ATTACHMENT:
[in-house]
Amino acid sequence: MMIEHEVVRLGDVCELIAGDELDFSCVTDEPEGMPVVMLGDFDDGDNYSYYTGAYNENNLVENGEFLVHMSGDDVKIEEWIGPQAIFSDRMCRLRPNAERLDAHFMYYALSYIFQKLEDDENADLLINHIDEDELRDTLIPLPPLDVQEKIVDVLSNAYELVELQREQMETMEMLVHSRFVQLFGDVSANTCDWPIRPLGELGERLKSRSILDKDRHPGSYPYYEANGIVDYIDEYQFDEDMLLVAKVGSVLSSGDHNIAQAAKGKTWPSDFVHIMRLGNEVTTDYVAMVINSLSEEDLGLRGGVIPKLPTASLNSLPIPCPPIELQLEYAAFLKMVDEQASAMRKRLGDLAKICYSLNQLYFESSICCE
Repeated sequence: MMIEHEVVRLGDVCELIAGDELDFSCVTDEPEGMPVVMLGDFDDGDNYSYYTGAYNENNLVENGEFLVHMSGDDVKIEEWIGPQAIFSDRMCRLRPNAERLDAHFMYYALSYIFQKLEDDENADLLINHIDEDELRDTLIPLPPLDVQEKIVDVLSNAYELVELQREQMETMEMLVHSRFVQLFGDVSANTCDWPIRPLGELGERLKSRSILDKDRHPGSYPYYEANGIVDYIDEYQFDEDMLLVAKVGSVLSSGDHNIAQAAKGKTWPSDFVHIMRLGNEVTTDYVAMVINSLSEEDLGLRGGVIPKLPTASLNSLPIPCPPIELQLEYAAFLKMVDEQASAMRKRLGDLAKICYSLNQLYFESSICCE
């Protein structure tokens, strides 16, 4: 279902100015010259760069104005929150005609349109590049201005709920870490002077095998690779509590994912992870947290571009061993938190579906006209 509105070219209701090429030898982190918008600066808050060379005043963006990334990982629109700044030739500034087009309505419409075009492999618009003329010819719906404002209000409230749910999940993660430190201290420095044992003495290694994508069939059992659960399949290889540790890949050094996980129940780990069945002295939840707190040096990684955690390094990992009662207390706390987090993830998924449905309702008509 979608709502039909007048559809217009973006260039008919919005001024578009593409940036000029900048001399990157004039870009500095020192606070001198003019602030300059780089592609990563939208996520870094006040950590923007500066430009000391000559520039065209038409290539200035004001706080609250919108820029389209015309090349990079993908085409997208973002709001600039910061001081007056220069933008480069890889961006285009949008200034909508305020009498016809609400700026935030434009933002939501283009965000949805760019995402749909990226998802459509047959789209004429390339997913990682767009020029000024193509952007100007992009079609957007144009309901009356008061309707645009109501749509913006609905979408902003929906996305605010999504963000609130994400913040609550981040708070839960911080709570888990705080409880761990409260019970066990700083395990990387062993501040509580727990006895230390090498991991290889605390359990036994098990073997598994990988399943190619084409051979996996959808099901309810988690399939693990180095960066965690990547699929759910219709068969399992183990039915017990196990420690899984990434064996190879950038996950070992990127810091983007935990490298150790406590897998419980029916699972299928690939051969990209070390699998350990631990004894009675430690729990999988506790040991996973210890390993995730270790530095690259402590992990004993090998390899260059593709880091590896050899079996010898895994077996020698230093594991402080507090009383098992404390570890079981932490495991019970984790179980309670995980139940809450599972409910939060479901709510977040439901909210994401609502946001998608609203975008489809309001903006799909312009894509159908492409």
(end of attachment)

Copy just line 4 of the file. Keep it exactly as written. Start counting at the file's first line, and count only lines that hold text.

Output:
């Protein structure tokens, strides 16, 4: 279902100015010259760069104005929150005609349109590049201005709920870490002077095998690779509590994912992870947290571009061993938190579906006209 509105070219209701090429030898982190918008600066808050060379005043963006990334990982629109700044030739500034087009309505419409075009492999618009003329010819719906404002209000409230749910999940993660430190201290420095044992003495290694994508069939059992659960399949290889540790890949050094996980129940780990069945002295939840707190040096990684955690390094990992009662207390706390987090993830998924449905309702008509 979608709502039909007048559809217009973006260039008919919005001024578009593409940036000029900048001399990157004039870009500095020192606070001198003019602030300059780089592609990563939208996520870094006040950590923007500066430009000391000559520039065209038409290539200035004001706080609250919108820029389209015309090349990079993908085409997208973002709001600039910061001081007056220069933008480069890889961006285009949008200034909508305020009498016809609400700026935030434009933002939501283009965000949805760019995402749909990226998802459509047959789209004429390339997913990682767009020029000024193509952007100007992009079609957007144009309901009356008061309707645009109501749509913006609905979408902003929906996305605010999504963000609130994400913040609550981040708070839960911080709570888990705080409880761990409260019970066990700083395990990387062993501040509580727990006895230390090498991991290889605390359990036994098990073997598994990988399943190619084409051979996996959808099901309810988690399939693990180095960066965690990547699929759910219709068969399992183990039915017990196990420690899984990434064996190879950038996950070992990127810091983007935990490298150790406590897998419980029916699972299928690939051969990209070390699998350990631990004894009675430690729990999988506790040991996973210890390993995730270790530095690259402590992990004993090998390899260059593709880091590896050899079996010898895994077996020698230093594991402080507090009383098992404390570890079981932490495991019970984790179980309670995980139940809450599972409910939060479901709510977040439901909210994401609502946001998608609203975008489809309001903006799909312009894509159908492409």